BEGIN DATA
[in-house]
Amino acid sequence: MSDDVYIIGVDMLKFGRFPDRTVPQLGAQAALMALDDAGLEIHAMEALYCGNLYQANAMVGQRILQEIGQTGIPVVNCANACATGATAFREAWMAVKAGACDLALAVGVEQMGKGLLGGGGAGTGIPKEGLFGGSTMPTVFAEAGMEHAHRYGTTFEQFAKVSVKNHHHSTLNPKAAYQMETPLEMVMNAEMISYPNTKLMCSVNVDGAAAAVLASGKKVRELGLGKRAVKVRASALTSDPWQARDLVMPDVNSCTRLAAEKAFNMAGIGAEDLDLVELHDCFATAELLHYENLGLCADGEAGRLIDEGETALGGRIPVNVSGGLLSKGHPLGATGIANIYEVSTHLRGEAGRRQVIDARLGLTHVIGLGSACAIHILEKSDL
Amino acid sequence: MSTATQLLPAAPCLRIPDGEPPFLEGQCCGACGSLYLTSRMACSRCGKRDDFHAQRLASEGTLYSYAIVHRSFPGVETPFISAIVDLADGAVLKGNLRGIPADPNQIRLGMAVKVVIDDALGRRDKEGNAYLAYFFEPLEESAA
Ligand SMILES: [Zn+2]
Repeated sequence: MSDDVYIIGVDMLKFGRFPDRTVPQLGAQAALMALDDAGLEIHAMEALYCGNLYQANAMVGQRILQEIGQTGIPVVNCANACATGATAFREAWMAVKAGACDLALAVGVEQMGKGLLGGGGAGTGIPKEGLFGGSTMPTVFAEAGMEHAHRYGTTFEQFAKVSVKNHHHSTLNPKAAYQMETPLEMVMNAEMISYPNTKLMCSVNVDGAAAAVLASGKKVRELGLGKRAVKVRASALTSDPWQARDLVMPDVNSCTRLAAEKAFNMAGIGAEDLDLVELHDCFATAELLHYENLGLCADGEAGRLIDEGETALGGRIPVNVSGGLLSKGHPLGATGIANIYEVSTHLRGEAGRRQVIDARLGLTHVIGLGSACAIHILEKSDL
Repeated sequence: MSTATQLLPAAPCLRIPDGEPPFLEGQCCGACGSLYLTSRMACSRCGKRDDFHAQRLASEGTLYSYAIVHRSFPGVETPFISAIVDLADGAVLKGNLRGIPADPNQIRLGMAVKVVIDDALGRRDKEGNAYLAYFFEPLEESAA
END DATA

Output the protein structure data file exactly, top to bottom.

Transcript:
[in-house]
Amino acid sequence: MSDDVYIIGVDMLKFGRFPDRTVPQLGAQAALMALDDAGLEIHAMEALYCGNLYQANAMVGQRILQEIGQTGIPVVNCANACATGATAFREAWMAVKAGACDLALAVGVEQMGKGLLGGGGAGTGIPKEGLFGGSTMPTVFAEAGMEHAHRYGTTFEQFAKVSVKNHHHSTLNPKAAYQMETPLEMVMNAEMISYPNTKLMCSVNVDGAAAAVLASGKKVRELGLGKRAVKVRASALTSDPWQARDLVMPDVNSCTRLAAEKAFNMAGIGAEDLDLVELHDCFATAELLHYENLGLCADGEAGRLIDEGETALGGRIPVNVSGGLLSKGHPLGATGIANIYEVSTHLRGEAGRRQVIDARLGLTHVIGLGSACAIHILEKSDL
Amino acid sequence: MSTATQLLPAAPCLRIPDGEPPFLEGQCCGACGSLYLTSRMACSRCGKRDDFHAQRLASEGTLYSYAIVHRSFPGVETPFISAIVDLADGAVLKGNLRGIPADPNQIRLGMAVKVVIDDALGRRDKEGNAYLAYFFEPLEESAA
Ligand SMILES: [Zn+2]
Repeated sequence: MSDDVYIIGVDMLKFGRFPDRTVPQLGAQAALMALDDAGLEIHAMEALYCGNLYQANAMVGQRILQEIGQTGIPVVNCANACATGATAFREAWMAVKAGACDLALAVGVEQMGKGLLGGGGAGTGIPKEGLFGGSTMPTVFAEAGMEHAHRYGTTFEQFAKVSVKNHHHSTLNPKAAYQMETPLEMVMNAEMISYPNTKLMCSVNVDGAAAAVLASGKKVRELGLGKRAVKVRASALTSDPWQARDLVMPDVNSCTRLAAEKAFNMAGIGAEDLDLVELHDCFATAELLHYENLGLCADGEAGRLIDEGETALGGRIPVNVSGGLLSKGHPLGATGIANIYEVSTHLRGEAGRRQVIDARLGLTHVIGLGSACAIHILEKSDL
Repeated sequence: MSTATQLLPAAPCLRIPDGEPPFLEGQCCGACGSLYLTSRMACSRCGKRDDFHAQRLASEGTLYSYAIVHRSFPGVETPFISAIVDLADGAVLKGNLRGIPADPNQIRLGMAVKVVIDDALGRRDKEGNAYLAYFFEPLEESAA